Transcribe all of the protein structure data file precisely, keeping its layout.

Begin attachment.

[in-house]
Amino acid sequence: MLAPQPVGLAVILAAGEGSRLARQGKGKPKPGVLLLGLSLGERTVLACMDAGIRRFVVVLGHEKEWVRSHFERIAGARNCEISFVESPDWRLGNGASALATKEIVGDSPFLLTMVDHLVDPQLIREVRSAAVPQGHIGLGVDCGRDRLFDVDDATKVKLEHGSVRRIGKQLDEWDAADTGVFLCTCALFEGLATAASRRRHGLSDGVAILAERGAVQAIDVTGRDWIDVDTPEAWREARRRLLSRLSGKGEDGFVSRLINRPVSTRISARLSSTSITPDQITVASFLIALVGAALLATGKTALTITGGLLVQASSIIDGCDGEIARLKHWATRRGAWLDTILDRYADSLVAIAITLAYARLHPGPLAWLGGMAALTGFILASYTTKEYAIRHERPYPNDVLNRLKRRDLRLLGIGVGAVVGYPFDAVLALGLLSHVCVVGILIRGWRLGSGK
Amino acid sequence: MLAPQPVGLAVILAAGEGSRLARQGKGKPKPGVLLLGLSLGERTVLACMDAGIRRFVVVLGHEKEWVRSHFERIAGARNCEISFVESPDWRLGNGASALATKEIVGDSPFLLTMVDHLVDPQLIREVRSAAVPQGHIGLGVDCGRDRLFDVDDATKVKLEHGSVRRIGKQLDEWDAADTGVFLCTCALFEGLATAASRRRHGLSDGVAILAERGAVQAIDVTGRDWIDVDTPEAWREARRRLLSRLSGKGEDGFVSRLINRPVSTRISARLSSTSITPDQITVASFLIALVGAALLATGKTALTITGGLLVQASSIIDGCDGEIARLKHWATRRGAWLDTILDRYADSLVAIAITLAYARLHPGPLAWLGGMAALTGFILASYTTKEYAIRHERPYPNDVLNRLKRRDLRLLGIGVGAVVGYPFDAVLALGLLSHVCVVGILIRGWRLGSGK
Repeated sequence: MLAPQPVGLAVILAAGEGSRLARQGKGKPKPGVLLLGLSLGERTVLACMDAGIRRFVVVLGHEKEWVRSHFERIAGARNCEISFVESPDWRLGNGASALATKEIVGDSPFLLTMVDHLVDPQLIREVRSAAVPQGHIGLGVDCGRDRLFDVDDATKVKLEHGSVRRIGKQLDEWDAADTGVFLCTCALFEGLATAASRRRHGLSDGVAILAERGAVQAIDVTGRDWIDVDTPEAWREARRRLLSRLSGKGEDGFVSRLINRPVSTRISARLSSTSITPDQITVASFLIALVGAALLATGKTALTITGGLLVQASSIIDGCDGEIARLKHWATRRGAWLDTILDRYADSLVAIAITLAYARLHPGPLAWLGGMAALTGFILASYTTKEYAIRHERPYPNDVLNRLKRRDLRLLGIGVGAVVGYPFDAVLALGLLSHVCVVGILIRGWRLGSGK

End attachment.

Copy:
[in-house]
Amino acid sequence: MLAPQPVGLAVILAAGEGSRLARQGKGKPKPGVLLLGLSLGERTVLACMDAGIRRFVVVLGHEKEWVRSHFERIAGARNCEISFVESPDWRLGNGASALATKEIVGDSPFLLTMVDHLVDPQLIREVRSAAVPQGHIGLGVDCGRDRLFDVDDATKVKLEHGSVRRIGKQLDEWDAADTGVFLCTCALFEGLATAASRRRHGLSDGVAILAERGAVQAIDVTGRDWIDVDTPEAWREARRRLLSRLSGKGEDGFVSRLINRPVSTRISARLSSTSITPDQITVASFLIALVGAALLATGKTALTITGGLLVQASSIIDGCDGEIARLKHWATRRGAWLDTILDRYADSLVAIAITLAYARLHPGPLAWLGGMAALTGFILASYTTKEYAIRHERPYPNDVLNRLKRRDLRLLGIGVGAVVGYPFDAVLALGLLSHVCVVGILIRGWRLGSGK
Amino acid sequence: MLAPQPVGLAVILAAGEGSRLARQGKGKPKPGVLLLGLSLGERTVLACMDAGIRRFVVVLGHEKEWVRSHFERIAGARNCEISFVESPDWRLGNGASALATKEIVGDSPFLLTMVDHLVDPQLIREVRSAAVPQGHIGLGVDCGRDRLFDVDDATKVKLEHGSVRRIGKQLDEWDAADTGVFLCTCALFEGLATAASRRRHGLSDGVAILAERGAVQAIDVTGRDWIDVDTPEAWREARRRLLSRLSGKGEDGFVSRLINRPVSTRISARLSSTSITPDQITVASFLIALVGAALLATGKTALTITGGLLVQASSIIDGCDGEIARLKHWATRRGAWLDTILDRYADSLVAIAITLAYARLHPGPLAWLGGMAALTGFILASYTTKEYAIRHERPYPNDVLNRLKRRDLRLLGIGVGAVVGYPFDAVLALGLLSHVCVVGILIRGWRLGSGK
Repeated sequence: MLAPQPVGLAVILAAGEGSRLARQGKGKPKPGVLLLGLSLGERTVLACMDAGIRRFVVVLGHEKEWVRSHFERIAGARNCEISFVESPDWRLGNGASALATKEIVGDSPFLLTMVDHLVDPQLIREVRSAAVPQGHIGLGVDCGRDRLFDVDDATKVKLEHGSVRRIGKQLDEWDAADTGVFLCTCALFEGLATAASRRRHGLSDGVAILAERGAVQAIDVTGRDWIDVDTPEAWREARRRLLSRLSGKGEDGFVSRLINRPVSTRISARLSSTSITPDQITVASFLIALVGAALLATGKTALTITGGLLVQASSIIDGCDGEIARLKHWATRRGAWLDTILDRYADSLVAIAITLAYARLHPGPLAWLGGMAALTGFILASYTTKEYAIRHERPYPNDVLNRLKRRDLRLLGIGVGAVVGYPFDAVLALGLLSHVCVVGILIRGWRLGSGK